And if you feel like biting down on something while you drink, another excellent local watering hole is the Prohibo on Rue Durantin where “happy hour” is marked by free food rather than cheaper drinks.
The majority of restaurants in Montmartre are French. This is true right across Paris, of course, (the French are not known for their esteem of the cuisine of other cultures) but if you’re searching for a flash of something different, despite its avant garde reputation Montmartre is not the place to look. French food, on the other hand, French food Montmartre does very well.
Probably the Frenchiest of all restaurants on offer is La Part des Anges on Rue Garreau, an intimate dining area, where specials are chalked up daily on the blackboard menus and the atmosphere is as rich as wine sauce. Try the magret de canard!
For a more modern take on French cuisine, head to Un Zebra a Montmartre on Rue Lepic where the food is fresh and zesty. Also worth trying are the Relais Gascon restaurants: one at either end of Rue des Abbesses. These specialise in vast bowls of fried potatoes (misleadingly dubbed “salads”), reasonably priced and excellent for dealing with the repercussions of overdoing it at one of the aforementioned bars the night before.
Walking the Village
Such recommendations, though, represent only the proverbial tip of the iceberg. There are a city’s worth of delights in Montmartre waiting to be discovered. And one of the very best things to do in this Parisian village is to wander about, discovering them.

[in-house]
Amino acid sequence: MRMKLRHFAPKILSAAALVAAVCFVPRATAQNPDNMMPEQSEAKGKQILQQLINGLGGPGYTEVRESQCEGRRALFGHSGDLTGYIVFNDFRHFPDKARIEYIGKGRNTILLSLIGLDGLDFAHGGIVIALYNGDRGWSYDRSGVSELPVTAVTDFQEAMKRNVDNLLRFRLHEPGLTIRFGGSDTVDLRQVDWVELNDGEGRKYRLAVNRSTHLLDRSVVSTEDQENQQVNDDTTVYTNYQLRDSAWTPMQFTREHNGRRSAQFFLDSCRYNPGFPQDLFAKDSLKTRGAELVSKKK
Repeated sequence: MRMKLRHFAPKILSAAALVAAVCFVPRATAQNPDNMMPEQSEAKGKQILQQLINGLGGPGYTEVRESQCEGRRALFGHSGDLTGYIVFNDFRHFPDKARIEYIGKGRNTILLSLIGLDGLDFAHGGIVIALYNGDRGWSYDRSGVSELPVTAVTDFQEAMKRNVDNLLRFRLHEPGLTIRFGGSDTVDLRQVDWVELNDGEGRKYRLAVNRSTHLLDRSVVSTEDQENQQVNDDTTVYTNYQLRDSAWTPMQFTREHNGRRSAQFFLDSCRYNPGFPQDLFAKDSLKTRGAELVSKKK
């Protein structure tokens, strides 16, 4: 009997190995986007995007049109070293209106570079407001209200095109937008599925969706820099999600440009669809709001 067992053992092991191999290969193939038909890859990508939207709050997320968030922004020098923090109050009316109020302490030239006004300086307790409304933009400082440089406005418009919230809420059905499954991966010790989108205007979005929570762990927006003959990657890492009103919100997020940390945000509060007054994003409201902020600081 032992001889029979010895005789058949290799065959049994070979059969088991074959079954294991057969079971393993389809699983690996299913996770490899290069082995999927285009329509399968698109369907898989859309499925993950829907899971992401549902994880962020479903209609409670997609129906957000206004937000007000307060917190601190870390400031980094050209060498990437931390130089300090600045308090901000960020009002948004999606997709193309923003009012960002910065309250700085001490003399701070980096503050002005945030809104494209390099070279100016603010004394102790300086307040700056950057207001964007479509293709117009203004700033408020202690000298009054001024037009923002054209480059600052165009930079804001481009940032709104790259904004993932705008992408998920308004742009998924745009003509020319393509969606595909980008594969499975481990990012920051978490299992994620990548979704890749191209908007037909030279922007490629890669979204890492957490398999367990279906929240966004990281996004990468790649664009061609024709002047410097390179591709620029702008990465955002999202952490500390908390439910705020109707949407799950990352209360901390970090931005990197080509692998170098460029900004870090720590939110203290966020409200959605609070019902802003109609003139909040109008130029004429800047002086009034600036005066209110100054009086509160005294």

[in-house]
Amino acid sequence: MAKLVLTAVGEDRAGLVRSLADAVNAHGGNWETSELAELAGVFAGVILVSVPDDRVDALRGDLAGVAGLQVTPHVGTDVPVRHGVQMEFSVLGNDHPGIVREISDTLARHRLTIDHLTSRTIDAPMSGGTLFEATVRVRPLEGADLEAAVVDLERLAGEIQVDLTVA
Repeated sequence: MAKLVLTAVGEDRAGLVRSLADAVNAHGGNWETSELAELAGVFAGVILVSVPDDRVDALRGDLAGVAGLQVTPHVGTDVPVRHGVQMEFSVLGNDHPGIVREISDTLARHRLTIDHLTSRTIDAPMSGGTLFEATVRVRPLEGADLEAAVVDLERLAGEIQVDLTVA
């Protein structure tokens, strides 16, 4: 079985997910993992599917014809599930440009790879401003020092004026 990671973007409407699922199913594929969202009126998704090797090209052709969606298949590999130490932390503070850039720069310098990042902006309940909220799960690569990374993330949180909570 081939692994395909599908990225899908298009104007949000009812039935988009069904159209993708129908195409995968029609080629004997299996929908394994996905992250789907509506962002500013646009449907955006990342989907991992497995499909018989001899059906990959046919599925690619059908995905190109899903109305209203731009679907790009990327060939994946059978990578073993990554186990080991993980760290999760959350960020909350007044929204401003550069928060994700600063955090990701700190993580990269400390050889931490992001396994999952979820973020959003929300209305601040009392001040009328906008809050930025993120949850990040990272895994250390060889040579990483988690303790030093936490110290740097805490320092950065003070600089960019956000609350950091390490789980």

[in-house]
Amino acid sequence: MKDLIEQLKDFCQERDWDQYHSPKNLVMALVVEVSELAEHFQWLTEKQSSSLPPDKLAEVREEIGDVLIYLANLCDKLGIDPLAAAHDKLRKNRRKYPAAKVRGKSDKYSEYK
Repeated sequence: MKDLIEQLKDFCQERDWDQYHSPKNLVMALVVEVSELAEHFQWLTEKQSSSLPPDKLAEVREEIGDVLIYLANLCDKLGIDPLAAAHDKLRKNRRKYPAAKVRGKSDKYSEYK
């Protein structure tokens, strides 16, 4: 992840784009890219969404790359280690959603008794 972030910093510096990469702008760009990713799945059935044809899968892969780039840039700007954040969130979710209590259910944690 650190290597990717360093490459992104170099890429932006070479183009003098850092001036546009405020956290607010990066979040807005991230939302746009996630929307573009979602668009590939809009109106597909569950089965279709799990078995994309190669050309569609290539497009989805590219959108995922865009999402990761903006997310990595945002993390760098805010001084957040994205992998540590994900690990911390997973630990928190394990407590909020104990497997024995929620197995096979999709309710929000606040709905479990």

Montmartre is a city walkers paradise (albeit with the caveat that it’s on a hill: “mount”-martre, remember!). Day or night, whatever the season, there is always something new in the area to see or that is worth doing. Whether this is simply searching out the former homes of old artists (usually listed on plaques on the sides of buildings), attending new gallery openings or English language plays in a matchbox size theatre.
You might find yourself in the steps of Amelie Poulin, the eponymous character of the 2001 film, Amelie, which shared Montmartre’s Technicolor delights of with the rest of the world. Les Deux Moulins, the cafe Amelie ‘worked’ in, is still open and doing an excellent trade, while her local convenience store at 56 rue des Trois Frères looks almost uncannily like it did in the film.
Wherever you end up, make sure to drift into local boulangeries to pick up a fresh baguette or two. The area has a mind bending four of the past six winners of the annual competition for the best baguette in Paris. In other words, this small village may be said literally to possess four of the best bakeries in the entire world. Le Grenier à Pain is a good place to start.
Keep exploring the back streets and you never know what you’ll find. Montmartre also has the only vineyard in all of Paris. On a quiet patch on the northern slope of the hill are the very last remnants of what long, long ago (in Saint Denis’ time, no less) used to be a thriving industry. The best wine in the whole Roman Empire used to come from here. Now, the area produces just 500 bottles of wine a year, of middling quality. Still, a minor miracle given the urban surrounds. The harvest of this wine happens in October and is followed by a festival, the Fêtes des Vendanges, when vineyard owners from across France descend on Montmartre to flaunt and sell their wares.
And then, of course, there is the view. Yes, it means you’re back within the tourist fold, but with the whole of Paris laid out glittering before you who can really complain? In summer, the steps of Sacré Couer have a carnival atmosphere every evening. Bring your own cheese, bring your own wine, and eat and drink, and give a brief thought to poor Saint Denis, while you watch the sun go down.